Data Frames

Data frames are used to store tabular data in R. They are an important type of object in R and are used in a variety of statistical modeling applications.Data frames are represented as a special type of list where every element of the list has to have the same length. Each element of the list can be thought of as a column and the length of each element of the list is the number of rows. Unlike matrices, data frames can store different classes of objects in each column. Matrices must have every element be the same class (e.g. all integers or all numeric).

Data frames can be created explicitly with the data.frame() function.

employee <- c('Ram','Sham','Jadu')
salary <- c(21000, 23400, 26800)
startdate <- as.Date(c('2016-11-1','2015-3-25','2017-3-14'))
employ_data <- data.frame(employee, salary, startdate)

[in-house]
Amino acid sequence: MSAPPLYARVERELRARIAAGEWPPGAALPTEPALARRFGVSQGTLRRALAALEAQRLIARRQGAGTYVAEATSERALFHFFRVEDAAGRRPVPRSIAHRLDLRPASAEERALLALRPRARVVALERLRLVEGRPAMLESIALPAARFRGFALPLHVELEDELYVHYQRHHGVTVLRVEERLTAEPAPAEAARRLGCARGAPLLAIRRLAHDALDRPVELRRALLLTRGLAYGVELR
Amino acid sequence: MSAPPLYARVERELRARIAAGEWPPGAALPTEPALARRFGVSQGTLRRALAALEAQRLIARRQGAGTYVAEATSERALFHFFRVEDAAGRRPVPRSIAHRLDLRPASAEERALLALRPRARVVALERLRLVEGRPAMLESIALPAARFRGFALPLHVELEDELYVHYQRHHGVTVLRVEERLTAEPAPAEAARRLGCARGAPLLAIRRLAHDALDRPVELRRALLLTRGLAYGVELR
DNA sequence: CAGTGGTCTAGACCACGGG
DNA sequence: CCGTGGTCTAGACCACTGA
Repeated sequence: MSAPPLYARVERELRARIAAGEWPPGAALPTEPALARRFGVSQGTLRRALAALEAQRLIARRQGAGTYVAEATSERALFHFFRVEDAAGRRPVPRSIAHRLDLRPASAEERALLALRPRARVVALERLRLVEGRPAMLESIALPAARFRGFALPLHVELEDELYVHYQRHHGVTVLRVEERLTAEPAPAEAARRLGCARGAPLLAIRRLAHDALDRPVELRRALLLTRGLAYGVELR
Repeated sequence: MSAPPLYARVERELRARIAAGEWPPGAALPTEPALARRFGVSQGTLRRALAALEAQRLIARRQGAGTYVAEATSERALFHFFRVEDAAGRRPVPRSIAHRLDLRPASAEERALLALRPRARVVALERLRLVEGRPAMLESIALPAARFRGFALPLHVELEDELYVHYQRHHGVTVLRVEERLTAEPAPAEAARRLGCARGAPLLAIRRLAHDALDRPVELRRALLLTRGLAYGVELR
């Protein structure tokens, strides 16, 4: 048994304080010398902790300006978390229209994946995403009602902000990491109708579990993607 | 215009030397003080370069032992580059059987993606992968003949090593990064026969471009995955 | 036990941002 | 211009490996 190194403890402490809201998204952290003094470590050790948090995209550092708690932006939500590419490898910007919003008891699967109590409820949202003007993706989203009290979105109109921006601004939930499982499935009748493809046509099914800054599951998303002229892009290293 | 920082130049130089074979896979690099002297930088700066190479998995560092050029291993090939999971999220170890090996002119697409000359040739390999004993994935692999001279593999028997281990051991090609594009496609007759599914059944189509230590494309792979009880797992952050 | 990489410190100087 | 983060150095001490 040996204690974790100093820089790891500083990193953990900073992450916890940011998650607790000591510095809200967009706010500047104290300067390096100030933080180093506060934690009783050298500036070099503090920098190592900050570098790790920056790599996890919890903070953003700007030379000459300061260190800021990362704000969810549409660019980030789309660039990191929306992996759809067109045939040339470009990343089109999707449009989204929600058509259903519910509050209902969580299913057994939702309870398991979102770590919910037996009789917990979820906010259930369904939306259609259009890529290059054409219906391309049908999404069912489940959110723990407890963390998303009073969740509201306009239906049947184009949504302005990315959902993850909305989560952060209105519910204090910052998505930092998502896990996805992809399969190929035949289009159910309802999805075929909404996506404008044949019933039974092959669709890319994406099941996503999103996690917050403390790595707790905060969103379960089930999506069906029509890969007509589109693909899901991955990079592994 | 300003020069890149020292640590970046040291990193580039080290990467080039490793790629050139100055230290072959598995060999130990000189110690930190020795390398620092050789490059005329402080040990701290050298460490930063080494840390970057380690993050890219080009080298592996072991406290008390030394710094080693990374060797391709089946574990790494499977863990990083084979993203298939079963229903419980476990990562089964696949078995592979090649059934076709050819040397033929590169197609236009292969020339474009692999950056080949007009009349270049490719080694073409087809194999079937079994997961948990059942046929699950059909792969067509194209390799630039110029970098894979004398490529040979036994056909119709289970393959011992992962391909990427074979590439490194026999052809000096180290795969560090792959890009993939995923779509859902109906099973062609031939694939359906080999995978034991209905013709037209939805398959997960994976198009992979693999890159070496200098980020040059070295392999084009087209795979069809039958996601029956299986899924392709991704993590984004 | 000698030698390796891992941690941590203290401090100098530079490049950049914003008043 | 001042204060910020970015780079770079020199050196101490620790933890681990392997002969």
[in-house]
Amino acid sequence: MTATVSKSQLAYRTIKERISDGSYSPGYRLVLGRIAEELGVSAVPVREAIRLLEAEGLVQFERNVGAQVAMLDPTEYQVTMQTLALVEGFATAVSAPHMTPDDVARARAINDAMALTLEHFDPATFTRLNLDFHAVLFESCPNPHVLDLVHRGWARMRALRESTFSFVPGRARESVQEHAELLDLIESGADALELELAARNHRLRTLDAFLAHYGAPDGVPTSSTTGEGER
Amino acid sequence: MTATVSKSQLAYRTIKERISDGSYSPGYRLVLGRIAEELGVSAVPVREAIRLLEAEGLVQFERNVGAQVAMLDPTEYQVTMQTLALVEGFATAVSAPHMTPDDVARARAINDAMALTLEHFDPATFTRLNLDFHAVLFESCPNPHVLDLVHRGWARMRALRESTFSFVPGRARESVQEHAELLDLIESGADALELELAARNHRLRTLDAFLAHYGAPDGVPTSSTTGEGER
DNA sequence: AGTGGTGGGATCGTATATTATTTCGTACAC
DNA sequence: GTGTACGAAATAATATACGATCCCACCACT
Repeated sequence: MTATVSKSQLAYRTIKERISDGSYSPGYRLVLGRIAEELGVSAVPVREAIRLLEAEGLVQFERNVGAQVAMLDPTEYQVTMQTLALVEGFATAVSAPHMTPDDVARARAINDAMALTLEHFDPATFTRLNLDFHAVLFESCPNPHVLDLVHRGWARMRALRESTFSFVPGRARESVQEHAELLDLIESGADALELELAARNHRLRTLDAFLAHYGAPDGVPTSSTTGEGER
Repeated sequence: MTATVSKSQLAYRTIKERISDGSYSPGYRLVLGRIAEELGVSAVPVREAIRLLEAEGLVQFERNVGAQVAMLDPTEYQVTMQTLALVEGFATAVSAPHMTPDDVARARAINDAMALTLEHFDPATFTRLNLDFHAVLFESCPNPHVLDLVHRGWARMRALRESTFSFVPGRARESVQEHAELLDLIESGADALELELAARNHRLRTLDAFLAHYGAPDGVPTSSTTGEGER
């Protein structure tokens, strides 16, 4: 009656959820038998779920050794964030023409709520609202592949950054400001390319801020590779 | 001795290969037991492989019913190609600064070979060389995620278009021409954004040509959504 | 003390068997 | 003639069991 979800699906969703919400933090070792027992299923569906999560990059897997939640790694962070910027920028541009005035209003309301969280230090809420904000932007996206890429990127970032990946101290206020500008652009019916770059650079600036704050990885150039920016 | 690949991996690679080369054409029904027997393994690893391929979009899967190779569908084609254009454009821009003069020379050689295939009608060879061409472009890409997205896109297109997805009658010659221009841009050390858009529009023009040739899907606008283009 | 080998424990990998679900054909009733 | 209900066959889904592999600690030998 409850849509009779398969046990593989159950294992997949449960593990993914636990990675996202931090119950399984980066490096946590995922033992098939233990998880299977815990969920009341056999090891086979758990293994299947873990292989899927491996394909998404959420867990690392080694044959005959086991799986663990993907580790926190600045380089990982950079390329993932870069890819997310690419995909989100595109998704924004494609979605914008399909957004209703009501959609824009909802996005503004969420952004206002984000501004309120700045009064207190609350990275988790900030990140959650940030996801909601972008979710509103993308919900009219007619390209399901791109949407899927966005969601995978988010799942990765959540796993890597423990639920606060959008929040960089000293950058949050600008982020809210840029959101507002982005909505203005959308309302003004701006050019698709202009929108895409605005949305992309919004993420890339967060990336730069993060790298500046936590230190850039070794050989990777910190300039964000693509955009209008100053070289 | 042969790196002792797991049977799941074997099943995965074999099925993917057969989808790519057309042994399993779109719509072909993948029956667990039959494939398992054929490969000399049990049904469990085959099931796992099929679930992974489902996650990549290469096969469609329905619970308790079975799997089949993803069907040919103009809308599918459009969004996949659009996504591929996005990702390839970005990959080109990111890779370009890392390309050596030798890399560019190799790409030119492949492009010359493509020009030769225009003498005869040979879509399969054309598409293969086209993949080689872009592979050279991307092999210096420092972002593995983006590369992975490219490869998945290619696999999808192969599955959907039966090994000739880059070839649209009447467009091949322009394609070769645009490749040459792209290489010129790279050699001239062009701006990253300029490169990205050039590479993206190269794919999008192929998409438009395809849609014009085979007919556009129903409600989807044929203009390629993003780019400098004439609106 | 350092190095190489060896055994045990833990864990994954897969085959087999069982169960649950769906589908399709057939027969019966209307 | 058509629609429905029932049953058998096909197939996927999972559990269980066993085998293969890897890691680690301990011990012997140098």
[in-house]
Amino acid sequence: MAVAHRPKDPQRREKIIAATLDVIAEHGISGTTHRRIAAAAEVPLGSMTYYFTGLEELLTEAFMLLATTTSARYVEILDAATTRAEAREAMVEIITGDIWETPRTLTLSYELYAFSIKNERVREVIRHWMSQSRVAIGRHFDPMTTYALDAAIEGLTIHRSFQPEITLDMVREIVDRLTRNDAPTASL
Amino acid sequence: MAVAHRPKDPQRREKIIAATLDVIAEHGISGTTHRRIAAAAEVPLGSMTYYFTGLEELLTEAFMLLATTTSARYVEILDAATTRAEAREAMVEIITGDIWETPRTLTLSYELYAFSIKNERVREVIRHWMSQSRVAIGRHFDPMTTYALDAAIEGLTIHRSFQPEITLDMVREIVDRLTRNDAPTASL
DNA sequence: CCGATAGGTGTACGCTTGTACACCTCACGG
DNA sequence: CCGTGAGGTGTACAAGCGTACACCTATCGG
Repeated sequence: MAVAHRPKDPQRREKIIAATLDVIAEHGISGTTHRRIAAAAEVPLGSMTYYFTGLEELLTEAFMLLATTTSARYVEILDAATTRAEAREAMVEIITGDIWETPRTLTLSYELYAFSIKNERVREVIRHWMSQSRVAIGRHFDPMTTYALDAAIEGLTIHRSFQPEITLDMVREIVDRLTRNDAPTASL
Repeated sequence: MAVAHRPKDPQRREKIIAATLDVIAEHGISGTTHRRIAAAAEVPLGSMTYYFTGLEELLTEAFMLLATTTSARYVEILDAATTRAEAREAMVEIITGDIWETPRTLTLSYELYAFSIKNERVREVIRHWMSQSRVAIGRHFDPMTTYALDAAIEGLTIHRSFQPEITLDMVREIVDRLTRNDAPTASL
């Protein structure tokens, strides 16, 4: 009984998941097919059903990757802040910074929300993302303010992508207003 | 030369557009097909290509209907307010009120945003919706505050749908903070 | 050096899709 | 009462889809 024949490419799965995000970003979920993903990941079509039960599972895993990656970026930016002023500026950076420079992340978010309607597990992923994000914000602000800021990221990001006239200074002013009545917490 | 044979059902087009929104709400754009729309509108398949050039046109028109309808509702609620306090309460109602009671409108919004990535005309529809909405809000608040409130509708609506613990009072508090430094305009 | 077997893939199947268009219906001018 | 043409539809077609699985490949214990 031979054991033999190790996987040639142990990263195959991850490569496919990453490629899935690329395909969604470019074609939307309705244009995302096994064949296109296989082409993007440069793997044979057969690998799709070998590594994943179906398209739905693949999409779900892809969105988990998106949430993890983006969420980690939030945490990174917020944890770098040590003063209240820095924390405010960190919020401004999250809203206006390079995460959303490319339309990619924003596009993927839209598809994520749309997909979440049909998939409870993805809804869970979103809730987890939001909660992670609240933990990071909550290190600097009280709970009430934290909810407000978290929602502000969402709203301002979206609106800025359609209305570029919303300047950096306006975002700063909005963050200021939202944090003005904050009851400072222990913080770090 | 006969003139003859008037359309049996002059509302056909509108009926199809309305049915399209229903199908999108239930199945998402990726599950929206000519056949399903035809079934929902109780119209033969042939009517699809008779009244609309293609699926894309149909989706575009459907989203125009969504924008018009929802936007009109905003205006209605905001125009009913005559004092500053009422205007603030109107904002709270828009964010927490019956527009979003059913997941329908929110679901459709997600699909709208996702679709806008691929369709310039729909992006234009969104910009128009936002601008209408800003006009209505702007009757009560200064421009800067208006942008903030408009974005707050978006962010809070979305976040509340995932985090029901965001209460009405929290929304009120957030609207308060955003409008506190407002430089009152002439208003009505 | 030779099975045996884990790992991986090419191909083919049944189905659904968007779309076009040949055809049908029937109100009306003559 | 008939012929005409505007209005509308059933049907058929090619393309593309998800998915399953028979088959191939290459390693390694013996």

employ_data
View(employ_data)

Output:

> employ_data
employee salary startdate
1 Ram 21000 2016-11-01
2 Sham 23400 2015-03-25
3 Jadu 26800 2017-03-14
> View(employ_data)

If you look at the structure of the data frame now, you see that the variable employee is a character vector, as shown in the following output:

str(employ_data)

Output:

> str(employ_data)
'data.frame': 3 obs. of 3 variables:
$ employee : Factor w/ 3 levels "Jadu","Ram","Sham": 2 3 1
$ salary : num 21000 23400 26800
$ startdate: Date, format: "2016-11-01" "2015-03-25" "2017-03-14"

You can try some other functions like dim() to see the dimension. nrow() and ncol() function will help you  to know number of row and column in the data frame.

dim(employ_data)
nrow(employ_data)
ncol(employ_data)

Output:

> dim(employ_data)
[1] 3 3
> nrow(employ_data)
[1] 3
> ncol(employ_data)
[1] 3

 

Matrices, Lists, Factors

Control Structures